IN THE VIDEO ABOVE: Skip to 3:15 to see Jackie Chan performing Tiger Style VS Jet Li performing Praying Mantis Style

Tiger Style

Legend has it that the Shaolin monks studied the movements of various animals and developed exercises and fighting styles for each animal. While the lion is considered the undisputed king of the animals, the tiger is often regarded as the king of the jungle. A single, explosive and at the same time smooth looking stroke is usually enough for the tiger to break the neck of its prey, making it look effortlessly.


In martial arts, the tiger stands for internal force. Frequently it is mentioned that tiger forms strengthen the bones, i.e. promote the ‘Gu‘ Chi (bone energy), which in turn is another synonym for internal force. Tiger techniques make special use of consolidated internal force. The tiger also stands for courage and ferocity as well.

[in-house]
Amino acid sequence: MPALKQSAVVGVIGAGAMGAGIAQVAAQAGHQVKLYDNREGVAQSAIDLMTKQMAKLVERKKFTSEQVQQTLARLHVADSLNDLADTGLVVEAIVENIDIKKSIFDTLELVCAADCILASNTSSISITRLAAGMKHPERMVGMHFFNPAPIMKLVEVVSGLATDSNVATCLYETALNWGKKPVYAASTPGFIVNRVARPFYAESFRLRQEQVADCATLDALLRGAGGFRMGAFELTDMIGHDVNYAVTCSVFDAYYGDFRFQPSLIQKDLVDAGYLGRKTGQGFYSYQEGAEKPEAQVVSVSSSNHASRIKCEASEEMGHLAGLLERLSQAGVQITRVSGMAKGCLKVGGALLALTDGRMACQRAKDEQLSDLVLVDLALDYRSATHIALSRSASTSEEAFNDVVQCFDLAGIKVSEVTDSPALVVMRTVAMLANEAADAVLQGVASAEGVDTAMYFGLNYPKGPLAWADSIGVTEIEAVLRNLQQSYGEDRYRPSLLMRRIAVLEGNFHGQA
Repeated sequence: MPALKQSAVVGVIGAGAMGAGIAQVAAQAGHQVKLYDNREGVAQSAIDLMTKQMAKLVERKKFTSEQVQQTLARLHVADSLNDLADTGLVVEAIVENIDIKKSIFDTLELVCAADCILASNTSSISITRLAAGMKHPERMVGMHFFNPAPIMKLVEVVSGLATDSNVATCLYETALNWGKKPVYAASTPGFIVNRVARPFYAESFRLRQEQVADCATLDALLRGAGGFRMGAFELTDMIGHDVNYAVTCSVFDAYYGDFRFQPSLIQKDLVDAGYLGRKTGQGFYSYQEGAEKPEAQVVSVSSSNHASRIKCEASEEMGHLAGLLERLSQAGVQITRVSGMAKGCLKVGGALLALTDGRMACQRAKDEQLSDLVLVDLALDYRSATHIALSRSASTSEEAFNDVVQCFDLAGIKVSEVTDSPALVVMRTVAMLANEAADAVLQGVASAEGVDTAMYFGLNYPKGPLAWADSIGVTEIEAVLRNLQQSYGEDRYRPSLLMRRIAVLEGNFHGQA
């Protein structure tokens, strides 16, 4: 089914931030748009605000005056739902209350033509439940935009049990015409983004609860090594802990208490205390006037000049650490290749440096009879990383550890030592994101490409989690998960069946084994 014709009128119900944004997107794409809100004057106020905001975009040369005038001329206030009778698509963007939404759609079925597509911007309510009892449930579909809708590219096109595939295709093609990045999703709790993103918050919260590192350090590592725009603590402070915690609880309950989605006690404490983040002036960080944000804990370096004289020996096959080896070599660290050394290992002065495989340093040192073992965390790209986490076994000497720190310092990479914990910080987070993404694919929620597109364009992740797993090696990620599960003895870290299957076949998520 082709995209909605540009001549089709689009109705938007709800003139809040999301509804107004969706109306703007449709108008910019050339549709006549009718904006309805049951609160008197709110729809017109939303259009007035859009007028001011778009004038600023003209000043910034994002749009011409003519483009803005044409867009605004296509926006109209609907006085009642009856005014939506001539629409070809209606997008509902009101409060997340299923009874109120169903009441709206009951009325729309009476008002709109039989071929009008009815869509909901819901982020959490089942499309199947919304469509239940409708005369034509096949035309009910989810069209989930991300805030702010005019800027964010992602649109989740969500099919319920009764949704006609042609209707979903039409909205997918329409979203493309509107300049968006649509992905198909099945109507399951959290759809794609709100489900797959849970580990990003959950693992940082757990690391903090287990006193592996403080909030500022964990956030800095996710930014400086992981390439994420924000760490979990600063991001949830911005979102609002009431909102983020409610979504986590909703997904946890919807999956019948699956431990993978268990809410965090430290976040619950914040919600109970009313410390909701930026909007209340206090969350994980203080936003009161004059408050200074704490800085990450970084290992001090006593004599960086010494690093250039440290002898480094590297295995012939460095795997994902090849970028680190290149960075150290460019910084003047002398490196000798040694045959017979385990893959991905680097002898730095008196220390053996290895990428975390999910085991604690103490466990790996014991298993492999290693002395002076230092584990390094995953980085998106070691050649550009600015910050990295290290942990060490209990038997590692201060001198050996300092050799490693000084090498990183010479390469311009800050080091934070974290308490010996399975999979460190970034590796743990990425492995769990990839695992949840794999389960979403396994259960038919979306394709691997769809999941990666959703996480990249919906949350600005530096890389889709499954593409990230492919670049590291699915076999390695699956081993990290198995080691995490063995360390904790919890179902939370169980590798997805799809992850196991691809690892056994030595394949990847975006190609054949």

External Form:

As is true for a (large) cat, tiger patterns also have a smooth and soft component. Above all, however, they express concentrated power and superiority. Typical hand forms are the fist and the ‘tiger claw’. The frequently used ‘tiger claws’ are not meant to merely scratch the opponent, as it is commonly shown in movies. Rather, they are used to pull out the flesh, paralyze energy points, or dislocate joints.

In everyday life:

Internal force helps us to achieve better results in all things in life, whether at work, in hobbies or in martial arts. The tiger spirit helps to become self-confident, to open up and to take courage.

Matching weapons:

Big Trident, Guan Dao, Sabre, Crescent-Moon Spade, Round Hammers, Clutch, Hand Axes, Battle Axe


Tiger claw, striking force, Chin-Na (grips and locks)

Honolulu Uechi-Ryu Karate